For those of you who know me well, you’ll know that I have three great loves; Music, The Ocean, and Cooking. There is nothing I love more than climbing out of the ocean with the nights dinner attached to the end of my spearfishing buoy, driving home to hit the kitchen to prepare the evenings meal. I clean my catch, I pour myself a glass of wine, I fire up some music, and I begin to to create….
For me, the process of creating a great meal and the process of creating a great recording aren’t all that dissimilar.
Go in unprepared and hope for the best – you’ve got a disaster on your hands. Follow the recipe to a tee, and you’re slightly better off – a fantastic example of someone else’s work. Now, start with a tried and true framework, add some personality using your favourite herbs, spices and garnishes, cook with love, finesse, and attention to detail and you’re well on your way to creating something truly special. A meal that is yours, something that has your stamp on it, something that the world (or maybe just the friends you entertain) recognise as uniquely you.
Allow me to share my recipe for recording success with all of the musicians out there – my tried and true framework (for my secret herbs and spices you’ll need to book a session!).
- 2 cups of Good Song (a song that could be re-recorded for any genre and it would still kick ass)
- 500g Hot Band / Musician
- 2 Cups water (beer can be substituted for water at your discretion)
- 500g dedicated and talented Sound Engineer
- 1 spice rack full of world class microphones
- A generous handful of nice pre’s
- Small bunch of tasty compressors.
- 5 Tsp secret sauce
So you’ve got all the right ingredients, but that gets you about 1/4 of the way there…. its all in the method.
Combine Good Song & Hot Musicians in a large mixing bowl (or rehearsal studio – whatever floats your boat) and stir well to combine dry ingredients. Once dry ingredients are thoroughly combined, add water (or beer) and knead into a soft dough. When you think you’ve kneaded enough, knead more… the successes of your final product is directly proportional to the length of time your Song & Musicians are kneaded. The right consistency is when neither the musician nor the song can be recognised as individual ingredients… they have now become one. Your dough is now ready for the next stage, baking.
(Warning – a dough that has not been kneaded sufficiently will crack and fall apart whilst in the oven – this is a most sad moment for the poor ingredients, which will simply go to waste)
During this stage, your thoroughly prepared dough is introduced to its baker, his oven and his tools of trade. A good baker will inspect your dough thoroughly – an excellent one may even help you find inconsistencies in your dough and send you back to knead it longer. This baker is invested in your product and wants to help you achieve the best result, so listen to his advice. Once prepared, the baker will select the most appropriate oven in which to bake your product – it may be a Hungi, a Tandoor oven, a Webber BBQ, or a traditional oven. Rest assured, your bakers choice (made in consultation with you) ensures the most authentic end result possible – trust me, its hard to char grill a medium rare Rib Eye steak in a Hungi!). He will also reach for his spice rack of world class mics, mic pre’s and compressors to season your dough to perfection before baking.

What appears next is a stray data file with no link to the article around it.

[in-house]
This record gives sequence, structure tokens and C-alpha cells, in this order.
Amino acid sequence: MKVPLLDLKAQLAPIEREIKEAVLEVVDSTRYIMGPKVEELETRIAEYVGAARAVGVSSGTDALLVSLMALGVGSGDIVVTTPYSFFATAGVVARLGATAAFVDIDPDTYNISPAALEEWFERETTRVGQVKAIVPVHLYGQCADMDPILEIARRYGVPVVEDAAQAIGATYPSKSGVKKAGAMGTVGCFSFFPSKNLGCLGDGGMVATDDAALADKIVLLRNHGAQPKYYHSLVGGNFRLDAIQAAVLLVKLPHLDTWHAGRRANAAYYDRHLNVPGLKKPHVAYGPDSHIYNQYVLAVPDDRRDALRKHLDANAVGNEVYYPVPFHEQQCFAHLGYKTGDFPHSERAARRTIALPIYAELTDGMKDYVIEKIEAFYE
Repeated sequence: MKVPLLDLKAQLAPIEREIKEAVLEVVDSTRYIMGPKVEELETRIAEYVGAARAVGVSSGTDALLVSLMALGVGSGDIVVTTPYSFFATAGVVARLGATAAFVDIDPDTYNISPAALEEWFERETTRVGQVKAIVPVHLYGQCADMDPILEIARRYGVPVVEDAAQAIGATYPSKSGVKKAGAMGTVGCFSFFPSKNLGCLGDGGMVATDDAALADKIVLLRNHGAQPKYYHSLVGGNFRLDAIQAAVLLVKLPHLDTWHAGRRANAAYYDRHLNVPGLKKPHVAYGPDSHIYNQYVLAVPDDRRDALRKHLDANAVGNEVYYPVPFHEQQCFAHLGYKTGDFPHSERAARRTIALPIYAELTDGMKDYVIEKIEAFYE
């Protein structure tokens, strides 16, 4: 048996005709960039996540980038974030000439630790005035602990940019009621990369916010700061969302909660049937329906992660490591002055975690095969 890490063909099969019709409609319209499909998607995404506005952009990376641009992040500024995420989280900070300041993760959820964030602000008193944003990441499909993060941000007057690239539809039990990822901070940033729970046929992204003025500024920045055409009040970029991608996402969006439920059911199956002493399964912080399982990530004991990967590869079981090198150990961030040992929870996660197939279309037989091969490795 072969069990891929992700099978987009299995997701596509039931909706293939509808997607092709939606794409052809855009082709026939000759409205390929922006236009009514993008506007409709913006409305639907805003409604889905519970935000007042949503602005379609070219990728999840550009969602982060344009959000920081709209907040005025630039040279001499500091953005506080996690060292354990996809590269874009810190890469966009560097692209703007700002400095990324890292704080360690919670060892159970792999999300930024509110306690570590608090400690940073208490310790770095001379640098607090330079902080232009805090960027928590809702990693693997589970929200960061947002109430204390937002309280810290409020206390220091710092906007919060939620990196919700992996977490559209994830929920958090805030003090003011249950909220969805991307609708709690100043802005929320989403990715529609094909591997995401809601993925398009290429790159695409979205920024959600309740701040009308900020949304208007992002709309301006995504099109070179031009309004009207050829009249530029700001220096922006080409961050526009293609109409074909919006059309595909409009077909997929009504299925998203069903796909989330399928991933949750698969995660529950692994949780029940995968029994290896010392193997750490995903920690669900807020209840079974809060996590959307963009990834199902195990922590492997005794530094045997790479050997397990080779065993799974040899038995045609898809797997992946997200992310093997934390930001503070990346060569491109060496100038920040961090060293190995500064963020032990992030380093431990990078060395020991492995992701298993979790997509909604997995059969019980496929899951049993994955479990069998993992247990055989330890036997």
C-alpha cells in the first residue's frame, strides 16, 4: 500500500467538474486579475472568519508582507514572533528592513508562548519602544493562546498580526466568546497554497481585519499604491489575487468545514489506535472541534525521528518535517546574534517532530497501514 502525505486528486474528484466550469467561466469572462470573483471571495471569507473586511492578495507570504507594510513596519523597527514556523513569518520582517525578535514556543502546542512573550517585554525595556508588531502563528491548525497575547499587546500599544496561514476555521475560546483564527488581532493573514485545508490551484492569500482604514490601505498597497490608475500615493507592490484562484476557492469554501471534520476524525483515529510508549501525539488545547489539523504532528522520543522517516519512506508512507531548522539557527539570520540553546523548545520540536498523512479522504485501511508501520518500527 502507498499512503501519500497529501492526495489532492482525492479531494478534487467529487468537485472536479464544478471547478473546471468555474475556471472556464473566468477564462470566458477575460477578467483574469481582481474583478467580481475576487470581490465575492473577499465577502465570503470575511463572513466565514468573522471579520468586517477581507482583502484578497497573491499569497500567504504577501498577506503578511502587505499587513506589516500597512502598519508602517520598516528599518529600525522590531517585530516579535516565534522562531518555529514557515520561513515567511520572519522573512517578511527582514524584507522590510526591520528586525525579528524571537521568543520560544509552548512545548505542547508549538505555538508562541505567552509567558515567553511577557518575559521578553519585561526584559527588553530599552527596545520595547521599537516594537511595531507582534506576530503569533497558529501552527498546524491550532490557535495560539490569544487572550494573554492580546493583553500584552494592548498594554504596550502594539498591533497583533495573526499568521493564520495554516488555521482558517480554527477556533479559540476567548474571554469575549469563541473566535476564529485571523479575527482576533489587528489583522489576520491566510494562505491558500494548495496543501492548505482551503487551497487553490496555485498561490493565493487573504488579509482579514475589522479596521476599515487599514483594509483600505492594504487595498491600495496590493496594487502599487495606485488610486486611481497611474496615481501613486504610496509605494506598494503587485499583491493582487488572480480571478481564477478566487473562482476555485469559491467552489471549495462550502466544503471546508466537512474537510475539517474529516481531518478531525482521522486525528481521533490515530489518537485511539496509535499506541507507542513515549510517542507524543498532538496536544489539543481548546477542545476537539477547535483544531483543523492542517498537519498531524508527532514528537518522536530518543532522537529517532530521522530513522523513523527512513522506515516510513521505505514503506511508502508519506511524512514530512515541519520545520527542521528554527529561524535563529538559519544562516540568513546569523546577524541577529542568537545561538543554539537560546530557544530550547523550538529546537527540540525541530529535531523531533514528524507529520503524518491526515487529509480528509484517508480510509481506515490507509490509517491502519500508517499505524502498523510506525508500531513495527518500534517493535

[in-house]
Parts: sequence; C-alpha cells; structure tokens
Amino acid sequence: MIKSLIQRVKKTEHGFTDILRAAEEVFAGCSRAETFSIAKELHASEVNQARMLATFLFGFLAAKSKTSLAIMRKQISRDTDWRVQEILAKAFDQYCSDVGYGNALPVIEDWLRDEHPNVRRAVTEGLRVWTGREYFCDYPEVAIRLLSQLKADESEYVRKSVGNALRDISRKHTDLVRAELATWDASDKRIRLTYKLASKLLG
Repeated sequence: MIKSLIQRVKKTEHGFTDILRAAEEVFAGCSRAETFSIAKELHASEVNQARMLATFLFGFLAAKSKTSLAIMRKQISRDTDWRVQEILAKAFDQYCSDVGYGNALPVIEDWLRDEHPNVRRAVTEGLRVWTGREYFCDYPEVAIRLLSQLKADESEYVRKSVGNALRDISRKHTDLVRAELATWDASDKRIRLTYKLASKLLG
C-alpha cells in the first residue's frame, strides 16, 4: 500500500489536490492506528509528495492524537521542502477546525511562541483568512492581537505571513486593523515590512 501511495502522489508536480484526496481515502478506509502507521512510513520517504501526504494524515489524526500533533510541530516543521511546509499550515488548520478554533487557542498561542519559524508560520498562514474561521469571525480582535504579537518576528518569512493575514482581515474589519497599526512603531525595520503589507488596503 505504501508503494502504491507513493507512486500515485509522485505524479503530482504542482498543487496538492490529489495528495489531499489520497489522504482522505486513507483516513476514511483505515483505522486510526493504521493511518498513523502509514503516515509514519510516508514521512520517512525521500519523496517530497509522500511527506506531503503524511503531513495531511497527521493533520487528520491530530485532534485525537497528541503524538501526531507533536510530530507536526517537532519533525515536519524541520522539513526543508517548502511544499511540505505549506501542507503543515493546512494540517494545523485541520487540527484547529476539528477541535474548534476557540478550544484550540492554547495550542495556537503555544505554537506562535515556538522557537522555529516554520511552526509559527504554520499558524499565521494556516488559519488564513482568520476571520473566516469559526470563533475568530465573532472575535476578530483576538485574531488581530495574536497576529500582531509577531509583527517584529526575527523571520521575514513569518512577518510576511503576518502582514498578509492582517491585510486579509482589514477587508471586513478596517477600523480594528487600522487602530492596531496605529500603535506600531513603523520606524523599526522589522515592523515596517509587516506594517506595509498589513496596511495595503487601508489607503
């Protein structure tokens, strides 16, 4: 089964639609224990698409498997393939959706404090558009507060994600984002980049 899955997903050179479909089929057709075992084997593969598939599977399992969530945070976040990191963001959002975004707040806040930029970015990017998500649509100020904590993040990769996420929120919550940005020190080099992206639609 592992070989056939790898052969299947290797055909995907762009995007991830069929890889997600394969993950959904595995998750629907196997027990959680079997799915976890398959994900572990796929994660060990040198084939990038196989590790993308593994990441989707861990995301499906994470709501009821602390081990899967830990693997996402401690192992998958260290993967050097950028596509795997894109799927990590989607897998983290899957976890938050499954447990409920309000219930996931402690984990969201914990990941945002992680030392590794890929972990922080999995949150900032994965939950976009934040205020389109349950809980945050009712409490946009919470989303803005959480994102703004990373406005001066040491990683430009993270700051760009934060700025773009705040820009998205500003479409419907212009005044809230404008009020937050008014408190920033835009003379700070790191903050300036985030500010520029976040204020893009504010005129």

We now have a throughly prepared and seasoned dough, an expert baker and the most appropriate oven in which to bake our final product….Its time to cook!
Preheat your oven to 180 degrees and be sure to check all settings thoroughly. If your dough is not completely relaxed and comfortable in its cooking environment, it will not rise to the occasion and form the perfect bread. Make adjustments if necessary, tweak your cooking environment, change the settings, relax your dough. Your baker has now optimised your cooking chain, and baking can begin. Unlike many recipes, this one is very tolerant to small adjustments during cooking. If your dough isn’t looking relaxed, your baker may stop the cooking process in order to get your dough in the zone. This is OK, and although it may take slightly longer, constantly monitoring and tweaking your dough is the best way to get the optimal result.
Once in the zone, cook for 20 mins or until golden brown.
(Warning – beware the “we’ll fix it in post” mentality. A poorly cooked loaf may be repaired to some degree later on, but it will never be as good as one that was baked correctly in the first place)
The final touches:
You now have a gorgeous loaf, a fantastic raw product. All you need to do know is add the finishing touches.
Fortunately during practice baking sessions you’ve already experimented with additional touches to really compliment and add colour to your basic bread. You may choose to send it back into the oven briefly to give it a nice crusty top, you may add sprinkles, icing, glaze or anything else that may lift if from ordinary to extraordinary. During this stage you may also want to get some feedback from your baker – he’s done this many times before and may know just the right finishes to ensure your final product is at its best.
Once your final touches have been made, you should be able to walk away from the kitchen proud of what you’ve achieved. Thorough preparation, attention to detail and a good choice of baker has rewarded you with a beautiful loaf. Yes, its just a loaf at this stage, but before too long, you and your baker will turn that loaf into a sandwich and present it to your diners.
Stay tuned for the next Off Axis Sound recipe – the perfect sandwich.